Despite cooling inflation, a growing US deficit will force yields to stay elevated, Ed Yardeni wrote.
The deficit has widened as tax revenue fell, but costs of federal programs have risen rapidly.
The 10-year Treasury yield is likely to remain elevated at around 4.25%-4.5%.
Despite declining inflation, the size of the US federal deficit will force bond markets to keep yields high, Ed Yardeni wrote on Monday.
That’s as the Treasury Department will be pressured to attract T-bill buyers in order to offset the government’s overspending, which is headed for $2 trillion for fiscal year 2023.
“That’s the highest ever excluding during the Covid-19 pandemic, despite Biden’s claim that his administration has implemented measures to slash the deficit,” Yardeni wrote.
So, even as inflation heads towards the Federal Reserve’s 2% target rate, the 10-year Treasury bond is likely to remain elevated at around 4.25%-4.50%, the market veteran said.
Usually, deficits tend to shrink when the economy expands, and widen whenever the US lurches towards a hard landing, given extra spending on stimulus and welfare programs.
“As a result, the ratio of the deficit to nominal GDP is inversely correlated with the unemployment rate and the growth rate of real GDP,” Yardeni wrote. “So it is extremely unusual to see the ratio rising—as it is now—at times like now, when the economy is growing and the unemployment rate is near record lows, around 3.5% recently.”
Despite growing consensus that a soft landing is likely, he cites this year’s tax receipt decline as a partial reason for the deficit. While economic strength was reflected in record highs for payroll and corporate tax receipts, individual income ones fell from a record $2.7 trillion through April to $2.2 trillion over a year through July.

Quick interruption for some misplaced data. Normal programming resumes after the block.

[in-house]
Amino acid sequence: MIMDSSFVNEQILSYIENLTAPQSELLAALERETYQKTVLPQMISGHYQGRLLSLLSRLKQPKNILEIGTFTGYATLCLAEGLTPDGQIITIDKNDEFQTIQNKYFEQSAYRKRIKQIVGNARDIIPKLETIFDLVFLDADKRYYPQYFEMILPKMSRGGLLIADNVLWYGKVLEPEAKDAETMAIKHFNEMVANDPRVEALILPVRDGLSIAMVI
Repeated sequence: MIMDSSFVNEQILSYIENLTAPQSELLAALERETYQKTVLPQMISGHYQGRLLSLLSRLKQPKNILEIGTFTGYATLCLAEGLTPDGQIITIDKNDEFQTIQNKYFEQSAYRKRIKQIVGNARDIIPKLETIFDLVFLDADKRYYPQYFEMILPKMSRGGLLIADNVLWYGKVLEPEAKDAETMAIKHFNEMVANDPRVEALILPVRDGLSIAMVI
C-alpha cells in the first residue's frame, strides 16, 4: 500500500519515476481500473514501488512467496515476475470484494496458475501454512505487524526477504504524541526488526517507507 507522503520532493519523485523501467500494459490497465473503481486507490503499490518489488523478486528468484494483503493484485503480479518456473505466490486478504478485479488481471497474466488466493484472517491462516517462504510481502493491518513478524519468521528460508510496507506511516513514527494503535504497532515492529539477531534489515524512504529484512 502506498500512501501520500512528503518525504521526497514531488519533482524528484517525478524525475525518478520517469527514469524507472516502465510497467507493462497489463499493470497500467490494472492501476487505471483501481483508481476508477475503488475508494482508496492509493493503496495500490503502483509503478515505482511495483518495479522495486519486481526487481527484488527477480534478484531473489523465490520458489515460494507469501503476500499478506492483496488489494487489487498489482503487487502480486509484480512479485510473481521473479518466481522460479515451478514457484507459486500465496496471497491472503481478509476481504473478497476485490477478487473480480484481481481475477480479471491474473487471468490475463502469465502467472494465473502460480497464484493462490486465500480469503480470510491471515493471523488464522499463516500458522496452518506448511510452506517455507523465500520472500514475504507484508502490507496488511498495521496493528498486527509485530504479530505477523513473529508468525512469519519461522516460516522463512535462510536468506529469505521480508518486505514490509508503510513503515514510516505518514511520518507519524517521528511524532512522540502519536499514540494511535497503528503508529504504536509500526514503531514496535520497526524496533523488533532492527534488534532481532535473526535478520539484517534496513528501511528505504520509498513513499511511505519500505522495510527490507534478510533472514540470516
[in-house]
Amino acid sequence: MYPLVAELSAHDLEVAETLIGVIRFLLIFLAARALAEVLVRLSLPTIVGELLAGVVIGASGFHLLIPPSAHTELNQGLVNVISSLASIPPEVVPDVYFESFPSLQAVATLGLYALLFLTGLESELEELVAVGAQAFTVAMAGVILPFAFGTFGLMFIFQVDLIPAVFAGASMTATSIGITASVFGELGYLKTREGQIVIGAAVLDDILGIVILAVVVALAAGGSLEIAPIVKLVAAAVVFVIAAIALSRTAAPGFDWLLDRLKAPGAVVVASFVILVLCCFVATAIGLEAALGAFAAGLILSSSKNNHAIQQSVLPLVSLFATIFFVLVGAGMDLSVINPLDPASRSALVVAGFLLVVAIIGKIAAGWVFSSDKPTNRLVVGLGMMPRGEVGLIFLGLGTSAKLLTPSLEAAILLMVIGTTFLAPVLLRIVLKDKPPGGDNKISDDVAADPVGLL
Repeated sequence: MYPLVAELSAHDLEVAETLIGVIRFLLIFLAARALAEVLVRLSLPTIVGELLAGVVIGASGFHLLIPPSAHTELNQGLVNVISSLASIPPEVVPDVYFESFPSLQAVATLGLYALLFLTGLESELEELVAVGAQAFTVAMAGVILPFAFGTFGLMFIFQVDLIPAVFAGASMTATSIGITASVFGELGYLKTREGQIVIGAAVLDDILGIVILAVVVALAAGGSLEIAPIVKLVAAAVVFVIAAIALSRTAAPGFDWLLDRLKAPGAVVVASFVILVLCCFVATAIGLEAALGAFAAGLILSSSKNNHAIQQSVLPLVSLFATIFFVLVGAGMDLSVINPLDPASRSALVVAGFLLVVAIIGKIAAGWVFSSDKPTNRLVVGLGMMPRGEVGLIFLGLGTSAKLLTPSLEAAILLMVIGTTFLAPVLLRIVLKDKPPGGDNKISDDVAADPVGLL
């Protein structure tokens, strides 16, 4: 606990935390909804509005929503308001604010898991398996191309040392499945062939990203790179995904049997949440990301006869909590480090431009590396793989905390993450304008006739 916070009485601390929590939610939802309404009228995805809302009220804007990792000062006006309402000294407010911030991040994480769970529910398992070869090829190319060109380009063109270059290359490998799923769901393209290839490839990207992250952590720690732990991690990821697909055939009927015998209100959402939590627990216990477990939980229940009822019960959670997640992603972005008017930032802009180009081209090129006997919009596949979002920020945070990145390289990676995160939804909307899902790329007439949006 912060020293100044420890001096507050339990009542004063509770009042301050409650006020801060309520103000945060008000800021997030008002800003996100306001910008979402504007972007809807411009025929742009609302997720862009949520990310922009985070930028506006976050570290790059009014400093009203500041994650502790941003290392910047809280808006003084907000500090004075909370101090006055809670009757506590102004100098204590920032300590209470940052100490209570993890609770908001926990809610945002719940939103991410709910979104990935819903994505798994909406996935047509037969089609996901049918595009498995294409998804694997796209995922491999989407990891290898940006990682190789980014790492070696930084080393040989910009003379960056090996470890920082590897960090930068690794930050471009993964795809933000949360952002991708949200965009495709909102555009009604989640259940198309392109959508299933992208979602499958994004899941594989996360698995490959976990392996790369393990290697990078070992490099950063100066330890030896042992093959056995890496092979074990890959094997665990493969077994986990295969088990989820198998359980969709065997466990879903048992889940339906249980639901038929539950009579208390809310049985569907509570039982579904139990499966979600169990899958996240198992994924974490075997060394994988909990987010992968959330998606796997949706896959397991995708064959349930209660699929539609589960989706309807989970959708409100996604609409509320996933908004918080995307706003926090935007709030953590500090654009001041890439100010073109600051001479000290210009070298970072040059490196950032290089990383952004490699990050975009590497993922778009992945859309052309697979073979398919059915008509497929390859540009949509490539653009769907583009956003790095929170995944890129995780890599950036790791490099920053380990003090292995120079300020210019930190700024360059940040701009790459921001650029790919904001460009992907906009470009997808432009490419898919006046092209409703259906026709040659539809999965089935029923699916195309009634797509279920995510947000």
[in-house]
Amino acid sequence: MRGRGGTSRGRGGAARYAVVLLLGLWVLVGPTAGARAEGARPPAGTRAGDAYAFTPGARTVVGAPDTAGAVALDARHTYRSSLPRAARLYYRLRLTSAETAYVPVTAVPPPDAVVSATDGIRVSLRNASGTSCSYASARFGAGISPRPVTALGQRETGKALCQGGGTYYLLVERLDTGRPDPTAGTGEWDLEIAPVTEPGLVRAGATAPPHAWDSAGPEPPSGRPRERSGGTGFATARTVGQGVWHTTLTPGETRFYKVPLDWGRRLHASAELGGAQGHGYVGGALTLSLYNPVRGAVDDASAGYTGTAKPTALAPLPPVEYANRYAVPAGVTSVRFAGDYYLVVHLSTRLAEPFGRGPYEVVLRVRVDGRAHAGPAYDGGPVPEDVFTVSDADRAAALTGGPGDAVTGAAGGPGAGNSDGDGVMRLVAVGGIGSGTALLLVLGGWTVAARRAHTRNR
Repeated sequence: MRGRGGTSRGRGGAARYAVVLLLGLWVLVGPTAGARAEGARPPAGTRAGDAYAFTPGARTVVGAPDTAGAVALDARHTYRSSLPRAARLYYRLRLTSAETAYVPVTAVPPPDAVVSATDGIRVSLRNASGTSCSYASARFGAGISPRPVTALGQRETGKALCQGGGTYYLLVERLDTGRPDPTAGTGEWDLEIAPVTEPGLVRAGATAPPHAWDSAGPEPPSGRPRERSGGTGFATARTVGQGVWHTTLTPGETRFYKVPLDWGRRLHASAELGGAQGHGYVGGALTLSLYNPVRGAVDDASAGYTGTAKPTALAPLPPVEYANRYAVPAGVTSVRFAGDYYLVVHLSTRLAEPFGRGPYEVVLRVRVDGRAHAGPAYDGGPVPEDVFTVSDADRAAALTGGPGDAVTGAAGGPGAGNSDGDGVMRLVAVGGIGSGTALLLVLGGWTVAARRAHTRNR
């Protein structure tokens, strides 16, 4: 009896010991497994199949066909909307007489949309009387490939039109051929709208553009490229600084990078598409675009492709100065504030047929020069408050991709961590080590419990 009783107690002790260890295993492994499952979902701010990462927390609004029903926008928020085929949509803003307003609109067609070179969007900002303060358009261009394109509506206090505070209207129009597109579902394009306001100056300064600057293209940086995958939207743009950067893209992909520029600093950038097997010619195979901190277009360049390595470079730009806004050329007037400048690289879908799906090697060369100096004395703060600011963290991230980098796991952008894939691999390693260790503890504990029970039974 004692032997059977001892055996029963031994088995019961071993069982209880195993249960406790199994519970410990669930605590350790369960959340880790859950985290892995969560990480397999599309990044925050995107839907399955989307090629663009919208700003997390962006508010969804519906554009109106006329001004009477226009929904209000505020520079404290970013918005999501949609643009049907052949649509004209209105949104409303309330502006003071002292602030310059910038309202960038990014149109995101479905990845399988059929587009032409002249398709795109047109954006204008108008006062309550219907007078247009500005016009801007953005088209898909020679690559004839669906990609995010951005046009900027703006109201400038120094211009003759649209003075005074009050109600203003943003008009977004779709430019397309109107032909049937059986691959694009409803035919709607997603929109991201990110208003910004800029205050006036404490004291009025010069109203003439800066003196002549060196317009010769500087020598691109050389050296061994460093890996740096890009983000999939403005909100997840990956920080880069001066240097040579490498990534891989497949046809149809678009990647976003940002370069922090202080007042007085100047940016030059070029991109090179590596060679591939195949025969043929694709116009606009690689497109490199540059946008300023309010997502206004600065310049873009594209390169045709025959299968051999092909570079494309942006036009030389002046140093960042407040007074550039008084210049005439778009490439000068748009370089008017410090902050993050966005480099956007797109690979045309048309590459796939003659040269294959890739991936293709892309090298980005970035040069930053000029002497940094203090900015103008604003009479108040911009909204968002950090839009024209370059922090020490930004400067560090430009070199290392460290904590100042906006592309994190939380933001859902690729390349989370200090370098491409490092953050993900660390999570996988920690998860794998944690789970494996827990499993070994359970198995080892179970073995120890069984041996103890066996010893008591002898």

At the same time, the federal outlays are on a more rapid rise, with net interest income, Social Security, and Medicare the top costs. Interest alone has gained $628 billion year-over-year, when measured on a 12-month sum basis.
With costs increasing and a key source of revenue declining, the Treasury will have to rely on borrowing to finance federal spending.
But with the Fed pursuing a quantitative tightening campaign — that is, allowing assets including T-Bill in its portfolio to mature and roll off without reinvesting the proceeds — and commercial banks focused on stemming deposit outflows, the department will have to increasingly rely on private households and institutional investors to buy its bonds, potentially ratcheting up yields to make them more attractive.
Increasing the yield may be necessary as net inflows into bond mutual funds and ETFS has dwindled, Yardeni wrote. Through July, they’ve amount to $189 billion. Meanwhile, money market mutual funds have fared better, with weekly net inflows hitting over $1 trillion through last week.
As of Monday morning, the yield on the 10-year Treasury bill stands at 4.286%, not far from the August high of 4.34%.
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